As the program got off the ground, an anonymous donor stepped in with a $200,000 donation to fund a parallel loan program for on-site solar power at local nonprofits. Barancik and Gulf Coast later matched the amount. The money will first capitalize low-interest loans to nonprofits and then, as they are paid back, the funds are slated to support education projects. Unlike the energy efficiency program, no match was required, which was key to getting buy-in amid the challenges of the pandemic.

“If we had come to the table to tell the nonprofits, ‘Here’s a loan, but now you have to raise a bunch of grant money,’ with everything going on, they probably wouldn’t have been able to participate. It just would have been too much for them,” said Andy Tugendhat, who is the project manager of the program and was named volunteer of the month by the University of Florida’s Sarasota County extension for his role in the initiative.

It’s not the first time the partners have invested in harnessing the Sunshine State’s namesake energy source. In late 2019, Barancik funded the largest solar energy system in the county at a local service provider, Girls Inc.

The solar program, like the energy efficiency program, is relatively modest in size. But Tugendhat sees both more as pilots. His hope is the early projects will lead more community members to step up. He’d like to see a future batch of projects involving impact investments. For instance, foundations or social impact funds might provide loans to nonprofits for renewable energy projects.

“Solar is a very capital-intensive thing,” Tugendhat said. “Once we have some successful projects, my goal is to really promote this pilot and try to bring other people to the table.”

“You build a story around the individual”

While climate change motivates the program’s organizers—“it drives everything I do,” Tugendhat told me—it is scarcely mentioned in the program’s website or communications. That’s intentional. For the energy efficiency program, the primary message is about saving money—the leading concern for the nonprofits in the program. Most are human services organizations, so addressing climate change is not central to their missions.

“We’re not avoiding the term ‘climate change,’ but we’re using climate change in a context that is useful,” Thaxton said. “You build a story around the individual and then the nomenclature becomes much less significant.”

Thaxton describes Sarasota County as “extraordinarily red.” But he said he’s found there is regional support for sustainability initiatives—when the framing is right. He has worked on three environmental land acquisition campaigns for the region. Each has successfully won voter approval. “You have to have the vast majority of Republicans voting to approve these self-taxing initiatives,” he said.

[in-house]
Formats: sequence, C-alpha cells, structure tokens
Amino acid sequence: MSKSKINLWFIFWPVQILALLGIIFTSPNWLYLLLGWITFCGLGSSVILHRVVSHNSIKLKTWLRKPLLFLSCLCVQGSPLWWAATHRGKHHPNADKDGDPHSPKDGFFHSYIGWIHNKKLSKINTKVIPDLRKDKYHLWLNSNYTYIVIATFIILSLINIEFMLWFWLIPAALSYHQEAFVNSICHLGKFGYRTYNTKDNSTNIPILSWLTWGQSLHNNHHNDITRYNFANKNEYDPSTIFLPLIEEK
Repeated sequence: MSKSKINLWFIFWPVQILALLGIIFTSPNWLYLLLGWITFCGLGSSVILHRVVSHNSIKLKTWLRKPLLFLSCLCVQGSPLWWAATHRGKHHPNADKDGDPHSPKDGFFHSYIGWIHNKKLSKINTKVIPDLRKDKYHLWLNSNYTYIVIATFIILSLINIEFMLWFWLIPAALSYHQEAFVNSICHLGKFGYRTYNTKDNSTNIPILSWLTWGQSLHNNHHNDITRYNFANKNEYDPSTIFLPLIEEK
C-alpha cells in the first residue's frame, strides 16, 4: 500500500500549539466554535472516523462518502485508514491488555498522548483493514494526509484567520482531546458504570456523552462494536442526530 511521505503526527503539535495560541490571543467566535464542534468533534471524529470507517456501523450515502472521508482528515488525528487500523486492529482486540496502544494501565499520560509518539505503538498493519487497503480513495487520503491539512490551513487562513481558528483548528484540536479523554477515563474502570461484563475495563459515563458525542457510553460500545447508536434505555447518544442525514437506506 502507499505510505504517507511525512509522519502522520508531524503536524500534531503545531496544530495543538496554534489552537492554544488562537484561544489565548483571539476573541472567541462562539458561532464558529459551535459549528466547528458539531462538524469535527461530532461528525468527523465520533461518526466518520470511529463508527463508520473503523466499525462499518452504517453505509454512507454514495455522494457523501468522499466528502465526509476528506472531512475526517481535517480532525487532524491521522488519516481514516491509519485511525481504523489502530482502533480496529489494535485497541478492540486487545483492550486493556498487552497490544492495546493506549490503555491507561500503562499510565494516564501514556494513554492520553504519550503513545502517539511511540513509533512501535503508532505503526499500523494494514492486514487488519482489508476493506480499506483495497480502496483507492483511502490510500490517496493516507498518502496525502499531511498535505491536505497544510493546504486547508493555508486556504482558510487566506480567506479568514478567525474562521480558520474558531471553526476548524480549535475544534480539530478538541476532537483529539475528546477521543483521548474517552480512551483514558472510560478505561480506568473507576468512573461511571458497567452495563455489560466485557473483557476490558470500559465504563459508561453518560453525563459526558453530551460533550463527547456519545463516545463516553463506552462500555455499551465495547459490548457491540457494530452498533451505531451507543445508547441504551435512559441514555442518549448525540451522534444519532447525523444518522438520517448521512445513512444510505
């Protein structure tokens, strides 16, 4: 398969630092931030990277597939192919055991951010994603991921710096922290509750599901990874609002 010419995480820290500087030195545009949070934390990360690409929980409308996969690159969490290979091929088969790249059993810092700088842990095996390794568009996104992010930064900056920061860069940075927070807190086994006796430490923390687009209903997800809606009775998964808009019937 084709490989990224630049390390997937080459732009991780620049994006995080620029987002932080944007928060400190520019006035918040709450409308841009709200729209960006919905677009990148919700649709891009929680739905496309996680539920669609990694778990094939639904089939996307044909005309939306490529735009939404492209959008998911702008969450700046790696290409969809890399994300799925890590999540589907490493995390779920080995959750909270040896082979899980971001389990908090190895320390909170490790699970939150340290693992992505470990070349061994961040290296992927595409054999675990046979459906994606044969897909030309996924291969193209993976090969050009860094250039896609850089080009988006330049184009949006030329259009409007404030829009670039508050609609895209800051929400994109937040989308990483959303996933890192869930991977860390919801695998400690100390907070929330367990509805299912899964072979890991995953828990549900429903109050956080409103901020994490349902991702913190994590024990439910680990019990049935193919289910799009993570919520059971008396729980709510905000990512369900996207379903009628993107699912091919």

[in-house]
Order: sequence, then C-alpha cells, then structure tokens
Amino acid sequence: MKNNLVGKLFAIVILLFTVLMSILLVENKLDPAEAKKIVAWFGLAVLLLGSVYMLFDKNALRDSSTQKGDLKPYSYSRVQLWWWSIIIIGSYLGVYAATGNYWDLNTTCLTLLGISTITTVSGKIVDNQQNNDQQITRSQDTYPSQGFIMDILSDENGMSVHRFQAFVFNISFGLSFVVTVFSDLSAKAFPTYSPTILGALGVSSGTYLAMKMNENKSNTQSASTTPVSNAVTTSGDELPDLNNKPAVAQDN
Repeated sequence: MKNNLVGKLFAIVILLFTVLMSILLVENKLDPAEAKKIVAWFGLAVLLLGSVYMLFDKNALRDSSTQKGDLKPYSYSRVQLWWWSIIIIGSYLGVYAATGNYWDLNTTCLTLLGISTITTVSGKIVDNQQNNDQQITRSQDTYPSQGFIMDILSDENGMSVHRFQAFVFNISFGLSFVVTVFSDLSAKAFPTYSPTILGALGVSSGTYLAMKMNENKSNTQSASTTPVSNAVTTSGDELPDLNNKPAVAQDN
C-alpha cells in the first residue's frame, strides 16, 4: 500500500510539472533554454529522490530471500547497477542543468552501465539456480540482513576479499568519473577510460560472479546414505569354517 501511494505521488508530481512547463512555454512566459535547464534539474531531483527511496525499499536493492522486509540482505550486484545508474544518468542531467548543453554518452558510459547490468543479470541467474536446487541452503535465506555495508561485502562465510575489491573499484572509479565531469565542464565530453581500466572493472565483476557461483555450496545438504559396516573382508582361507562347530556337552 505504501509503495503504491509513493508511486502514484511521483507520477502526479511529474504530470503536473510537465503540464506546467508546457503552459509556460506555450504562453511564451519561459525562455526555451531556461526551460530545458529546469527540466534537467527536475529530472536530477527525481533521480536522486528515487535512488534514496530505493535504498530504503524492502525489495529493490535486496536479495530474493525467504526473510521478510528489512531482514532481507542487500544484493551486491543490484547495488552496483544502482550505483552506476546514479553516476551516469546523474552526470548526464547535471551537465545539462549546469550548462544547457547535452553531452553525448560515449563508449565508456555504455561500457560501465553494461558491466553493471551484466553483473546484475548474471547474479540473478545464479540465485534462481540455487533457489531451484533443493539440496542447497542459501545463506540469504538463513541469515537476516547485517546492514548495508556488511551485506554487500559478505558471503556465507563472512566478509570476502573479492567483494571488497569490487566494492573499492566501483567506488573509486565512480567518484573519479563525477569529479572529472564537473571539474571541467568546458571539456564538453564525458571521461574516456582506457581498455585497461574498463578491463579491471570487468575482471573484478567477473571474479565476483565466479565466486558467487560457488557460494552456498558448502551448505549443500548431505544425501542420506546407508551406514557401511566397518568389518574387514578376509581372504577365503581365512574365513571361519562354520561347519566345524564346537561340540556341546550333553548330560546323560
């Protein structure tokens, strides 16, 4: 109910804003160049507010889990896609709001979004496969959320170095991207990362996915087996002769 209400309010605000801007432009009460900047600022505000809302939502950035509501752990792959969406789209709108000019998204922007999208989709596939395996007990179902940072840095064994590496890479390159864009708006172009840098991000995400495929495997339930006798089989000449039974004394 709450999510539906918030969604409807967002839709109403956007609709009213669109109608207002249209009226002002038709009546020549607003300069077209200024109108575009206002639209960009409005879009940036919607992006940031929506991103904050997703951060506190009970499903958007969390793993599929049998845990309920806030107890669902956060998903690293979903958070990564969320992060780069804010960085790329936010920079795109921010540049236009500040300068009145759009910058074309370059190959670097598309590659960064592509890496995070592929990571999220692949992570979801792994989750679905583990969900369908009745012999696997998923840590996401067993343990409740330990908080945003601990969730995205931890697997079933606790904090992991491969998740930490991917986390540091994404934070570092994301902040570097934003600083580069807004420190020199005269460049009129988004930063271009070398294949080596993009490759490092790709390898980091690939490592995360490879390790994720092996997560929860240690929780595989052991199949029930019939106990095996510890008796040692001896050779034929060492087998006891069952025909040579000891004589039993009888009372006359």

Like the current effort, the emphasis in those campaigns was on creating a narrative for the public, not a message focused on climate change. “We didn’t shy away from those terms, but that’s not where our emphasis was. The story was that you will now have a beautiful trail to take your grandchildren to.”

Community foundations were “the guiding light and the North Star”

The community foundations involved in Partners for Green Places are but two in a constellation of participants, including other funders. While the financial capital they bring is perhaps the most significant contribution—“otherwise we couldn’t do it, period,” Tugendhat said—their social capital is also vital. “It’s important when they put their name behind something in our community, because they carry a fair amount of weight,” Tugendhat said.

Community foundations are famous for their capacity to mobilize and convene key players. This project was no exception. Gulf Coast Community Foundation and the Community Foundation of Sarasota County involvement helped identify this issue and bring together key stakeholders to move the project forward, said Pallegar. And once everyone was on board, they provided what philanthropy likes to call the “risk capital” to take the first steps.

“They were sort of the guiding light and the North Star that helped us navigate the entirety of the program, more so than the city and county were able to do,” said Julia Groom, a director at DreamLarge. “They did the hard work, the real work, in order for this program to be a success.”

Gulf Coast Community Foundation has led several environmental efforts in the region, most recently helping to publish a water quality playbook to inform action in the region. Their choice to back projects like Partners for Green Places, as with all their work, seeks to leverage their unique role, regardless of potential controversy.

“One of the challenges that our board gives us is to ask ourselves, ‘If not for Gulf Coast, than who?’” Thaxton said. “If the private sector’s not there, if the government’s not going to do it, if the public is having difficulty with it, that’s where we can step up.”